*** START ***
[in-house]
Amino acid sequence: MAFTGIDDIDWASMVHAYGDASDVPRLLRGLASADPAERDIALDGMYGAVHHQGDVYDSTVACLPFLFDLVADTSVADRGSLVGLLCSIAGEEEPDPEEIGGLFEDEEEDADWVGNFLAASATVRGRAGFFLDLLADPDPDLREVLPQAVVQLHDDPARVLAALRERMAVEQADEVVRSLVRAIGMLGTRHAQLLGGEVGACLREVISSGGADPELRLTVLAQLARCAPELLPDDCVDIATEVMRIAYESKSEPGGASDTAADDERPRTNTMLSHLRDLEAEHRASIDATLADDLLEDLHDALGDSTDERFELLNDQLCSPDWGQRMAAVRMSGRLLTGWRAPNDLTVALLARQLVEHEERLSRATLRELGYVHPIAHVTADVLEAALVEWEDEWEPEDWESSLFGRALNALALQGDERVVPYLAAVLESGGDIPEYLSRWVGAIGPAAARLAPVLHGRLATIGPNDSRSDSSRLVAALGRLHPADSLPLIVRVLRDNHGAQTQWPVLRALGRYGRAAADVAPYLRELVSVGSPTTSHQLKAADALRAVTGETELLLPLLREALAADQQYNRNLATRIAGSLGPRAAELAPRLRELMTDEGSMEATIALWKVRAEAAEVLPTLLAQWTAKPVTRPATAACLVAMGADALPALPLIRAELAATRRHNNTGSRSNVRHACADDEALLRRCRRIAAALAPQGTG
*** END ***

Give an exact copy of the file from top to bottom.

[in-house]
Amino acid sequence: MAFTGIDDIDWASMVHAYGDASDVPRLLRGLASADPAERDIALDGMYGAVHHQGDVYDSTVACLPFLFDLVADTSVADRGSLVGLLCSIAGEEEPDPEEIGGLFEDEEEDADWVGNFLAASATVRGRAGFFLDLLADPDPDLREVLPQAVVQLHDDPARVLAALRERMAVEQADEVVRSLVRAIGMLGTRHAQLLGGEVGACLREVISSGGADPELRLTVLAQLARCAPELLPDDCVDIATEVMRIAYESKSEPGGASDTAADDERPRTNTMLSHLRDLEAEHRASIDATLADDLLEDLHDALGDSTDERFELLNDQLCSPDWGQRMAAVRMSGRLLTGWRAPNDLTVALLARQLVEHEERLSRATLRELGYVHPIAHVTADVLEAALVEWEDEWEPEDWESSLFGRALNALALQGDERVVPYLAAVLESGGDIPEYLSRWVGAIGPAAARLAPVLHGRLATIGPNDSRSDSSRLVAALGRLHPADSLPLIVRVLRDNHGAQTQWPVLRALGRYGRAAADVAPYLRELVSVGSPTTSHQLKAADALRAVTGETELLLPLLREALAADQQYNRNLATRIAGSLGPRAAELAPRLRELMTDEGSMEATIALWKVRAEAAEVLPTLLAQWTAKPVTRPATAACLVAMGADALPALPLIRAELAATRRHNNTGSRSNVRHACADDEALLRRCRRIAAALAPQGTG